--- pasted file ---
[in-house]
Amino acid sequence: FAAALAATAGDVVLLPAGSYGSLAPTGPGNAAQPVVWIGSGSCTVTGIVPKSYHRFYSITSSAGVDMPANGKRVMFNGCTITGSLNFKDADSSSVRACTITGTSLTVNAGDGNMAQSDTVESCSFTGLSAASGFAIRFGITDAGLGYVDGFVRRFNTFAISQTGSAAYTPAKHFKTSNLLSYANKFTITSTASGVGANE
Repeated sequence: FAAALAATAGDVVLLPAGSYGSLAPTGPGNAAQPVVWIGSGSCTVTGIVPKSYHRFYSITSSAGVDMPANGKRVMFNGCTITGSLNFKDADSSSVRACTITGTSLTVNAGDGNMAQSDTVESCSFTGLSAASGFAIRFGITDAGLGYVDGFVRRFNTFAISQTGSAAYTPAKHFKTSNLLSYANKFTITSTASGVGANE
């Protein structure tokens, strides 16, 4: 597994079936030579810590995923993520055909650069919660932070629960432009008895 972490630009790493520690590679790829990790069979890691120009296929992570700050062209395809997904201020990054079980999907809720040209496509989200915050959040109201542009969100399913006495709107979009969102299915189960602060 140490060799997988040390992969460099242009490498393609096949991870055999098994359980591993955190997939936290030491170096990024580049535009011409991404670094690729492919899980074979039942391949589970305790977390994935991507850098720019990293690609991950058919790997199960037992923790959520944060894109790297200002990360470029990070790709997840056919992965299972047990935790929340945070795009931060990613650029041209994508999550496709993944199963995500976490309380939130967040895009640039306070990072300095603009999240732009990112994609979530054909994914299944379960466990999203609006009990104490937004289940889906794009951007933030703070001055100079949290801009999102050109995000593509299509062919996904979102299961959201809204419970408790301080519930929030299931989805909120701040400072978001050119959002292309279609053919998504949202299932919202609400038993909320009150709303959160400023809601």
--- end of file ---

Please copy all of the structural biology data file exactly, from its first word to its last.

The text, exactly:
[in-house]
Amino acid sequence: FAAALAATAGDVVLLPAGSYGSLAPTGPGNAAQPVVWIGSGSCTVTGIVPKSYHRFYSITSSAGVDMPANGKRVMFNGCTITGSLNFKDADSSSVRACTITGTSLTVNAGDGNMAQSDTVESCSFTGLSAASGFAIRFGITDAGLGYVDGFVRRFNTFAISQTGSAAYTPAKHFKTSNLLSYANKFTITSTASGVGANE
Repeated sequence: FAAALAATAGDVVLLPAGSYGSLAPTGPGNAAQPVVWIGSGSCTVTGIVPKSYHRFYSITSSAGVDMPANGKRVMFNGCTITGSLNFKDADSSSVRACTITGTSLTVNAGDGNMAQSDTVESCSFTGLSAASGFAIRFGITDAGLGYVDGFVRRFNTFAISQTGSAAYTPAKHFKTSNLLSYANKFTITSTASGVGANE
């Protein structure tokens, strides 16, 4: 597994079936030579810590995923993520055909650069919660932070629960432009008895 972490630009790493520690590679790829990790069979890691120009296929992570700050062209395809997904201020990054079980999907809720040209496509989200915050959040109201542009969100399913006495709107979009969102299915189960602060 140490060799997988040390992969460099242009490498393609096949991870055999098994359980591993955190997939936290030491170096990024580049535009011409991404670094690729492919899980074979039942391949589970305790977390994935991507850098720019990293690609991950058919790997199960037992923790959520944060894109790297200002990360470029990070790709997840056919992965299972047990935790929340945070795009931060990613650029041209994508999550496709993944199963995500976490309380939130967040895009640039306070990072300095603009999240732009990112994609979530054909994914299944379960466990999203609006009990104490937004289940889906794009951007933030703070001055100079949290801009999102050109995000593509299509062919996904979102299961959201809204419970408790301080519930929030299931989805909120701040400072978001050119959002292309279609053919998504949202299932919202609400038993909320009150709303959160400023809601």